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The rise of The Walking Dead: recapping the first season of AMC’s zombie epic

By in Culture

To my surprise, most people I talk to haven’t heard of The Walking Dead. Even worse, when I explain that it’s a post-apocalyptic zombie show, most people get turned off and are not interested in anything else I have to say.

The Walking Dead is about so much more than just zombies. It is a show about a family, nearly torn apart by unforeseen events and forced to protect themselves against the (in)human monsters of the night after civilization has collapsed.

The Walking Dead began as a graphic novel by Robert Kirkman and centres on the leader of some survivors, Rick Grimes, who was sheriff of a small southern town before the zombies appeared. When the apocalypse hits, Rick is in a coma from a bullet wound during a police shootout. His best friend and fellow cop Shane makes sure to get Rick’s wife Lori and son Carl to safety. Rick is left behind in the hospital to die while Shane and Rick’s family escape to Atlanta, hoping for protection from the army. Rick wakes up a month later, having slept through the apocalypse. He spends many days wandering down the road to the nearest city. Eventually he is reunited with his family in one of the most heart-wrenching scenes in graphic novel history.

That’s the graphic novel. The television show, created and directed by Frank Darabont (Shawshank Redemption, The Mist), makes several creative changes to the narrative. The writers claim that if the show and the graphic novels differ slightly, then the audience of one form of The Walking Dead wouldn’t know all of the twists and turns of the other form. This is an ingenious and creative way to make sure that there aren’t any spoilers. After all, what is the point of watching a television show if you already know what’s going to happen?

The first season was only six episodes long. This was done as a trial to see if The Walking Dead would actually succeed on television despite its graphic nature; after all, in the first scene a six year old girl-turned-zombie is shot in the head, making it a difficult show for anyone to watch. Luckily for cable channel AMC, The Walking Dead was a runaway hit, with around five million viewers for its premiere. Like the graphic novel, the show centres on Rick Grimes and his family, featuring many of the same characters from the graphic novel.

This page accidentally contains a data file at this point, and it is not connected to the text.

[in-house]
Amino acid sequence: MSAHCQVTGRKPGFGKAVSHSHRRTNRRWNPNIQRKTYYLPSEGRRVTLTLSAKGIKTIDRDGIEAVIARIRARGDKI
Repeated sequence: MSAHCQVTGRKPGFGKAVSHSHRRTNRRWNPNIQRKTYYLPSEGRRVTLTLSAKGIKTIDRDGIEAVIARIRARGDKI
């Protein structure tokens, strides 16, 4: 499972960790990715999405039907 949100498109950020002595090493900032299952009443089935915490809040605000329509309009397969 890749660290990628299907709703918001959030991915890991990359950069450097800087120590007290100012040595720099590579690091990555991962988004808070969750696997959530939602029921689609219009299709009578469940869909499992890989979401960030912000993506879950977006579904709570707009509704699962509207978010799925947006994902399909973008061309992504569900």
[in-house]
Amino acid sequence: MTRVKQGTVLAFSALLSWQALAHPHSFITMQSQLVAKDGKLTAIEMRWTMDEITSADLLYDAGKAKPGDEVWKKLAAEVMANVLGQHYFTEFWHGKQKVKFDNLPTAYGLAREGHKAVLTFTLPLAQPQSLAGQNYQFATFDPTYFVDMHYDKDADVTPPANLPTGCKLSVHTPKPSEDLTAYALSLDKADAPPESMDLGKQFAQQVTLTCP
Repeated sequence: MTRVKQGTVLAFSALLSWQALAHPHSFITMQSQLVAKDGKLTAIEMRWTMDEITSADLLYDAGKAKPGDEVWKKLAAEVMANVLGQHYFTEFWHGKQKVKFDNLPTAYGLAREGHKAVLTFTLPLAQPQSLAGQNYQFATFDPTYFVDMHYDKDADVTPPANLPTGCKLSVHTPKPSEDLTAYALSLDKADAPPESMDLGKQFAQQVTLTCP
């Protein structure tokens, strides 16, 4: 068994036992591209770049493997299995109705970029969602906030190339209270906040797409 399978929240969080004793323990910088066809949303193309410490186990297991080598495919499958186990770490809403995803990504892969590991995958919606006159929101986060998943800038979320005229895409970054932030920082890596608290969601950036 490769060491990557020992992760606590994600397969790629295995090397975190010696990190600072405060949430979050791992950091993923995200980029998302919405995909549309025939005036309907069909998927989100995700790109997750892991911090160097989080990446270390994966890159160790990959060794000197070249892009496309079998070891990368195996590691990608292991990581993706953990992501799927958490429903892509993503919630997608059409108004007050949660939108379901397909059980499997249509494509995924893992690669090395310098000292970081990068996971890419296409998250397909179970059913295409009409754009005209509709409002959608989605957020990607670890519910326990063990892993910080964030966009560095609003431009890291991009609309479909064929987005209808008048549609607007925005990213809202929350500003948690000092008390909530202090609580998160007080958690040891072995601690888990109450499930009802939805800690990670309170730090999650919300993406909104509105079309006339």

After traveling to the outskirts of Atlanta, Ga., Rick finds his family alive and well. They have joined up with a group of survivors who fled the zombie infested streets of Atlanta and are waiting for the help of the military. Shane and Lori, believing Rick to be dead, have fallen in love. Upon Rick’s return the affair is promptly broken off, leaving Shane jealous of Rick. Tensions are high as supplies dwindle and the undead surround them each night.

After a zombie attack that thins the number of survivors, the remnants of the group head into the heart of Atlanta to try and make contact with the Center of Disease Control in hopes that a cure for the zombie virus has been found. The one remaining doctor living there informs them that there is no hope of a cure, and that the only thing that the survivors can do is wait and hope that humanity can rise again. Depressed with his failure to help them, the doctor kills himself by detonating the entire facility, thus destroying every dangerous disease stored within the CDC itself as well.

Season One ends with the survivors heading out into the Georgia countryside, horrified and traumatized at the hopelessness of the situation, yet never giving up.

The show may take place in a zombie apocalypse, but it is not about the zombie apocalypse. The show is about people from all walks of life coming and working together as a community to survive a traumatic event from which humanity might never recover.

It’s amazingly written, beautifully shot and makes for an incredible cinematic experience. The Walking Dead does the zombie genre a favour and turns it into a character driven-story, unlike some zombie movies that rely solely on the gore factor to generate a fanbase.

The first season is very short, making it easily watchable in a couple of sittings. If you haven’t watched already, spend the next few days catching up before the second season starts and excellent zombie entertainment returns to your television screens.

Season Two of The Walking Dead premieres at 8:00 p.m. on Oct. 16 on AMC.

Photo: AMC

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